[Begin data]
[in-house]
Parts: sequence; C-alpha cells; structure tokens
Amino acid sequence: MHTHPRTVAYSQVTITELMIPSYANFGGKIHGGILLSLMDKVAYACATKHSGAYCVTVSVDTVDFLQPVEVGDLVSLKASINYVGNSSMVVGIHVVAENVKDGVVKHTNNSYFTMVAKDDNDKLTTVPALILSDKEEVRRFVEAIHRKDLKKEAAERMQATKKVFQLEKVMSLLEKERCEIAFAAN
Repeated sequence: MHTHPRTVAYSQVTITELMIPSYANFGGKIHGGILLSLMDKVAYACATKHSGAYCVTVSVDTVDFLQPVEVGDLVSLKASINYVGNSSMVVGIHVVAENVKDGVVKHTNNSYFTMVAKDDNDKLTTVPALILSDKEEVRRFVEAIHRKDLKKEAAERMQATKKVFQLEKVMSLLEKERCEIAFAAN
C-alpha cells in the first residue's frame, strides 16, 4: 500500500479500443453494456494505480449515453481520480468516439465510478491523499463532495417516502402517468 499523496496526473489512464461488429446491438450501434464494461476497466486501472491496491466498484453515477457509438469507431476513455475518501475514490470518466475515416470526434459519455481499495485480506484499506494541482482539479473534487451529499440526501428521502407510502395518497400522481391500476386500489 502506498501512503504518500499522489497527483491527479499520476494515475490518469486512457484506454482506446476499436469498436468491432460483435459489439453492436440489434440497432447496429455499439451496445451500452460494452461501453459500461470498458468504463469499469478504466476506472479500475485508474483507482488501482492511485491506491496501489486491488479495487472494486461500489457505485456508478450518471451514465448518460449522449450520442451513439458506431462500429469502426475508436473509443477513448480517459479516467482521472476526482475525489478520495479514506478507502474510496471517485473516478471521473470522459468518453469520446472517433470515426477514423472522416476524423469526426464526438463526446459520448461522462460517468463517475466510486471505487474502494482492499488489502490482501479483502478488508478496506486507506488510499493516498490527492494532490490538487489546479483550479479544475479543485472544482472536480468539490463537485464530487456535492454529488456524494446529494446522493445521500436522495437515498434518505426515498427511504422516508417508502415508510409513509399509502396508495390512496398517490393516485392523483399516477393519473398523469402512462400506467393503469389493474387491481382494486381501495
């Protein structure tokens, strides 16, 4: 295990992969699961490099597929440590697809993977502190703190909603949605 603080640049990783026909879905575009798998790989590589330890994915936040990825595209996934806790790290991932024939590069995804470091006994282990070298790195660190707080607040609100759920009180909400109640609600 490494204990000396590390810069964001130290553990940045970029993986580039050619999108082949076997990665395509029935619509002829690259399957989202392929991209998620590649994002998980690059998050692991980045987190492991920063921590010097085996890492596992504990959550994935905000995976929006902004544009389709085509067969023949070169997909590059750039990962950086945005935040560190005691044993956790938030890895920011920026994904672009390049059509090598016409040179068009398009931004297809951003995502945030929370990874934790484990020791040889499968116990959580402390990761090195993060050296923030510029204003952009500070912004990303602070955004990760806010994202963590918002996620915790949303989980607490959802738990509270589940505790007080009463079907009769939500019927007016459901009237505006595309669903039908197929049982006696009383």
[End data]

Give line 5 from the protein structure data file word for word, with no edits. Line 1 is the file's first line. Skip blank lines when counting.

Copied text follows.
C-alpha cells in the first residue's frame, strides 16, 4: 500500500479500443453494456494505480449515453481520480468516439465510478491523499463532495417516502402517468 499523496496526473489512464461488429446491438450501434464494461476497466486501472491496491466498484453515477457509438469507431476513455475518501475514490470518466475515416470526434459519455481499495485480506484499506494541482482539479473534487451529499440526501428521502407510502395518497400522481391500476386500489 502506498501512503504518500499522489497527483491527479499520476494515475490518469486512457484506454482506446476499436469498436468491432460483435459489439453492436440489434440497432447496429455499439451496445451500452460494452461501453459500461470498458468504463469499469478504466476506472479500475485508474483507482488501482492511485491506491496501489486491488479495487472494486461500489457505485456508478450518471451514465448518460449522449450520442451513439458506431462500429469502426475508436473509443477513448480517459479516467482521472476526482475525489478520495479514506478507502474510496471517485473516478471521473470522459468518453469520446472517433470515426477514423472522416476524423469526426464526438463526446459520448461522462460517468463517475466510486471505487474502494482492499488489502490482501479483502478488508478496506486507506488510499493516498490527492494532490490538487489546479483550479479544475479543485472544482472536480468539490463537485464530487456535492454529488456524494446529494446522493445521500436522495437515498434518505426515498427511504422516508417508502415508510409513509399509502396508495390512496398517490393516485392523483399516477393519473398523469402512462400506467393503469389493474387491481382494486381501495